Carl Levin is due to retire in 2015. He has been Michigan’s senior senator since 1995 and in that time his influence on taxation has been profound and far-reaching. He has initiated the Stop Tax Haven Abuse Act, introduced the Levin-Grassley Bill (Incorporation Transparency and Law Enforcement Assistance Act) aimed at shoring up tax information reporting efforts to prevent money laundering and tax evasion by requiring states to obtain beneficial ownership information, as well as producing or commissioning various reports including one from the Government Accountability Office in July this year, which showed that effective tax rates for American companies are well below the top statutory rate of 35%.
But his most notable influence on the world of taxation in the past 12 months has been in pulling Apple representatives before the Senate’s Permanent Subcommittee on Investigations.
In May, Levin grilled Apple executives including Tim Cook, chief executive officer (and Global Tax 50 entrant alongside Google’s executive chairman Eric Schmidt; and pulled no punches in doing so.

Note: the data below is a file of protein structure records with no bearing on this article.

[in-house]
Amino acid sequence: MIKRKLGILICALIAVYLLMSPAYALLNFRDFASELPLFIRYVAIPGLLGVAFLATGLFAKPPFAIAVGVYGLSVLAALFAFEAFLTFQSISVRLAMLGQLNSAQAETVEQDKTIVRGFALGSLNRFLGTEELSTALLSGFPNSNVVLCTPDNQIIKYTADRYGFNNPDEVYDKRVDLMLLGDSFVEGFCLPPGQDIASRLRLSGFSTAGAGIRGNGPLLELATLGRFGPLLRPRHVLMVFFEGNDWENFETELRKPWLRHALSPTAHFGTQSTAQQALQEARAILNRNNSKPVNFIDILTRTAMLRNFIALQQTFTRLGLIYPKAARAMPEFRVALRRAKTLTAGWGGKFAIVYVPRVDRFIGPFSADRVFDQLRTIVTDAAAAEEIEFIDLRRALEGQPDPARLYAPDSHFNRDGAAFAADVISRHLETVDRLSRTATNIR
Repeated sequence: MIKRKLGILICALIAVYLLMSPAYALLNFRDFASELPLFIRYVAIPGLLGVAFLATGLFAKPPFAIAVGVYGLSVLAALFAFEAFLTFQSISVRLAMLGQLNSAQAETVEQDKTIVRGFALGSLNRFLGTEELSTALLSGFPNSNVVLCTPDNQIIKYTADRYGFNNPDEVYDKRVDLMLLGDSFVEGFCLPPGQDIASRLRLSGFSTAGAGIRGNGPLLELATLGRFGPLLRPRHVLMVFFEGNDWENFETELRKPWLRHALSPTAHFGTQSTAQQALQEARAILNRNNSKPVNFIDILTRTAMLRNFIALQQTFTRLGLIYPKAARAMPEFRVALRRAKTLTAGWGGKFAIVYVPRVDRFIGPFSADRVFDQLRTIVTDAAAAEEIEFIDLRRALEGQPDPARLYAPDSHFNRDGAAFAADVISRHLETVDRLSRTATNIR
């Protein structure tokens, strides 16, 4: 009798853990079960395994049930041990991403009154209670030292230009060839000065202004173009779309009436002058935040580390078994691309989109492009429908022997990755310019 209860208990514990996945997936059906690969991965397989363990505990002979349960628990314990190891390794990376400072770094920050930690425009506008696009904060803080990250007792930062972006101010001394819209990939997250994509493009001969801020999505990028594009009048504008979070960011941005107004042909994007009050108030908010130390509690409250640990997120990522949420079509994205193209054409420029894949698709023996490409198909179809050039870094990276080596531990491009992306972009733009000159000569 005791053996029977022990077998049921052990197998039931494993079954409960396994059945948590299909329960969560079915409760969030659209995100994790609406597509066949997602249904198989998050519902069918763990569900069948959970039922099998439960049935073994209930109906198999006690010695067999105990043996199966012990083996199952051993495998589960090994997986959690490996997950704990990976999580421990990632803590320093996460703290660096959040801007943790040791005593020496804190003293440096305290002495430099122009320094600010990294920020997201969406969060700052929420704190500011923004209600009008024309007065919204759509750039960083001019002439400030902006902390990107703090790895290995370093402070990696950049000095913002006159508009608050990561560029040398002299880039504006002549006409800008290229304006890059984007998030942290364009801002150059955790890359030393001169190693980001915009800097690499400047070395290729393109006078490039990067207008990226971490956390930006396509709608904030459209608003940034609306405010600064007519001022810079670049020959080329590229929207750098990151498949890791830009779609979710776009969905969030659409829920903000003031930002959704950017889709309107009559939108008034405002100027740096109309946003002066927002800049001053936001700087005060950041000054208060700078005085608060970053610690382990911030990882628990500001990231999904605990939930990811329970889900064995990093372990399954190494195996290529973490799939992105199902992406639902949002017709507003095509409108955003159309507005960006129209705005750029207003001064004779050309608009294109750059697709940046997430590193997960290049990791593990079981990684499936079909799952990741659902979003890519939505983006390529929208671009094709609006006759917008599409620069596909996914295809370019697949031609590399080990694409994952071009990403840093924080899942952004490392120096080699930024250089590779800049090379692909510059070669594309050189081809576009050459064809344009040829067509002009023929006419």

“Apple wasn’t satisfied with shifting its profits to a low-tax offshore tax haven,” said Levin. “Apple sought the Holy Grail of tax avoidance. It has created offshore entities holding tens of billions of dollars, while claiming to be tax resident nowhere. We intend to highlight that gimmick and other Apple offshore tax avoidance tactics.”
Corporate tax issues have been something of a family affair for the Levins. Brother Sander, the ranking member on the House Ways & Means Committee, which he chaired from 2010-11, appeared in the 2010 and 2011 versions of International Tax Review’sGlobal Tax 50, where he was recognised for working diligently to put the US economy and tax market back on the map.
Testament to the longevity of the family’s impact, Carl also appeared in last year’s list, which noted his long history of opposition to tax havens and doggedness in ensuring the issue of offshore tax evasion caught the attention of the media and wider public.
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Where the fiscal cliff agreement leaves US tax reform
GAO report shows US effective tax rates much lower than statutory 35%
|The Global Tax 50 2013|
Armando Lara Yaffar
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